Indian Pesticide Pollution

The rich West has become used to cheap clothes. Walk into several high street stores and you can find T-shirts for £4 and pairs of jeans for £10.

Much of the cotton used in these garments is grown in India, the second largest producer of cotton in the world – the weather is well suited, labour is cheap and environmental regulations are less stringent (and less stringently enforced) than many other parts of the world.

Unfortunately cotton has many pests, and in order to maintain yields Indian farmers have been resorting to using ever larger quantities of pesticides, particularly as pests have become increasingly resistant. As a result cotton production accounts for more than half of India’s pesticide usage, even though it occupies only 5% of its agricultural land !

this reliance of large quantities of pesticides causes problems, but not only because of the volumes – it is often inappropriately applied by illiterate farmers – often at the wrong times of year, in the wrong weather or using ineffective techniques. Workers are often left unprotected, and regularly exposed to direct contact with high levels of pesticides, with many significant health consequences.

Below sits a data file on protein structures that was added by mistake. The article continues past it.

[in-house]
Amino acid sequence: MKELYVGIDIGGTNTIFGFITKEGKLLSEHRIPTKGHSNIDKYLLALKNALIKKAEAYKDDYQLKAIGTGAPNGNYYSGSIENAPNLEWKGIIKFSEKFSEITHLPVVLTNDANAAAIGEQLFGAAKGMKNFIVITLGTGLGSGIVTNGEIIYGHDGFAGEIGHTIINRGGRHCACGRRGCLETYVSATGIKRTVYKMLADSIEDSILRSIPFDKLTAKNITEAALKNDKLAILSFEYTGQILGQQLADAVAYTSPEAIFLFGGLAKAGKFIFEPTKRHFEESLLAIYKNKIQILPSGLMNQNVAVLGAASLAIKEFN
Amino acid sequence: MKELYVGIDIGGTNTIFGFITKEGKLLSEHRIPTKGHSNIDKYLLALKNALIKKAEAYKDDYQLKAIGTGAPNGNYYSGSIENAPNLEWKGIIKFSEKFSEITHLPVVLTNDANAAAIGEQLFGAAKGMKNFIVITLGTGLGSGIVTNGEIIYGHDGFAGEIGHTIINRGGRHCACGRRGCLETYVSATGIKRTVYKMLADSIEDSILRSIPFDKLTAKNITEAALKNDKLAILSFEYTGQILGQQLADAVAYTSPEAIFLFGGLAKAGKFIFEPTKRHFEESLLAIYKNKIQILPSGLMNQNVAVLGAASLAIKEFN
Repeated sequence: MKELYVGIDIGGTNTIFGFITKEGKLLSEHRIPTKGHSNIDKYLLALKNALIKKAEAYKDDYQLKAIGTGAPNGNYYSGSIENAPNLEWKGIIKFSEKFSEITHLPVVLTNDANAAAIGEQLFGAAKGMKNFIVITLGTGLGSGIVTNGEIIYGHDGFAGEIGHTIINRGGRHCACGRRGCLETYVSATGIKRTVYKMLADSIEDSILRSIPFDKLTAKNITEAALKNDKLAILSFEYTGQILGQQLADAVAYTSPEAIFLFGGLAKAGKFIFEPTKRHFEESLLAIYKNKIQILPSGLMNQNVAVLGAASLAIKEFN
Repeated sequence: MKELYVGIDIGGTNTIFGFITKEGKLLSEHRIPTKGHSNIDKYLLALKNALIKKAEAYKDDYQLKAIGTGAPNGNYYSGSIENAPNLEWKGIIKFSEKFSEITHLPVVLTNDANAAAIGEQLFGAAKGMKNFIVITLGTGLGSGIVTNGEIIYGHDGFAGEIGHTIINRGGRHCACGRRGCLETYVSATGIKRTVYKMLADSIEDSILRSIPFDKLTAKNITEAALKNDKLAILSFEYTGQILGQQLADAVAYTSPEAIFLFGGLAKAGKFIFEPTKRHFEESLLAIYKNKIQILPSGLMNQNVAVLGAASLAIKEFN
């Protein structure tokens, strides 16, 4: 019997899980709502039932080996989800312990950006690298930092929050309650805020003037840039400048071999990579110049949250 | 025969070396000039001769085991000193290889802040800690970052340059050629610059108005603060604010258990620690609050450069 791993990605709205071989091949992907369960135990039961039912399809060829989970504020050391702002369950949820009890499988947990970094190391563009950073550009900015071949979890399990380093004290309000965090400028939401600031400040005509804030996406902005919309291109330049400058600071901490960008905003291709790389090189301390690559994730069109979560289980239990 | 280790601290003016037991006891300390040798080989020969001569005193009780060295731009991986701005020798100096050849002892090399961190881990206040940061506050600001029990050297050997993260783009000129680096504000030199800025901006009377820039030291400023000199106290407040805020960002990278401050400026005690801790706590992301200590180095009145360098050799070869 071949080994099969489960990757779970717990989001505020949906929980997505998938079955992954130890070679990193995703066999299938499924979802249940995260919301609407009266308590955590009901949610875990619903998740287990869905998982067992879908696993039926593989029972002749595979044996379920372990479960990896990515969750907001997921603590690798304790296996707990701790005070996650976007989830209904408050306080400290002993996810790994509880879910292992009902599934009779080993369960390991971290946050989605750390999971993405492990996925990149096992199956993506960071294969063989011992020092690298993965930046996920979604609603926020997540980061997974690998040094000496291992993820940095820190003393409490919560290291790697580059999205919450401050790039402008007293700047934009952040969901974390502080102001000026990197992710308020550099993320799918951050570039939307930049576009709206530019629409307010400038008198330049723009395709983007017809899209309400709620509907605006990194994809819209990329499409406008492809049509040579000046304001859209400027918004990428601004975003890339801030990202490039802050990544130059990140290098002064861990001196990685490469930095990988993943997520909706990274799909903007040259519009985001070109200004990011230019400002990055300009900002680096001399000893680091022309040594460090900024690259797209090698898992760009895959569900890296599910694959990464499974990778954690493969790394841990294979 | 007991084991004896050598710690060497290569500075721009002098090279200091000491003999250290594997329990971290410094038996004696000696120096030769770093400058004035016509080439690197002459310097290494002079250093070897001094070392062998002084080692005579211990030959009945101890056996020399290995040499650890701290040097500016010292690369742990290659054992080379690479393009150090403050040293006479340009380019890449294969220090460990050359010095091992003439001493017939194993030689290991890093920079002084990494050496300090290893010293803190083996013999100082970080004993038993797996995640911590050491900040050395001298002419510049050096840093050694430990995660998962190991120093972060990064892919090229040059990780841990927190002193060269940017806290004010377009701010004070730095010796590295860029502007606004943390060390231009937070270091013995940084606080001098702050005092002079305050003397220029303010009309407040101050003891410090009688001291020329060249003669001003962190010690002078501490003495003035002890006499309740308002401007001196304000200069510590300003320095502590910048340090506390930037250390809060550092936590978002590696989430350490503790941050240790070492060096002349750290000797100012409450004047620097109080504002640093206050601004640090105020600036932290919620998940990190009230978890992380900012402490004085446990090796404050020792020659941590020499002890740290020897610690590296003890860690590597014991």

The organochlorine pesticide endosulfan, in particular, is in common use in Indian cotton growing, years after it’s widespread banning throughout most of the rest of the world. Agreement to phase it out was finally reached in 2011, as a result of increasing health concerns.

As with many of the things we buy in the globalized market, we tend to be ignorant of the effects of our consumption on the environment, and most vulnerable around the world – and cheap clothing is no exception. If we want to avoid our clothes being responsible for such far off impacts, we need to research our purchases carefully, buy organic cotton garments more often, buy second hand, or perhaps just consider buying fewer clothes overall . . . just a thought.

  

Photo by KimberleyKV, via Flickr

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E-Waste Pollution

How many mobile phones have you owned in your life ?

How about computers, video games consoles, monitors, TVs, stereos, speakers, video recorders, microwaves, printers, scanners, fax machines, DVD players ?

We carefully put them in the e-waste skip for recycling at the local dump – but where do they go after that ?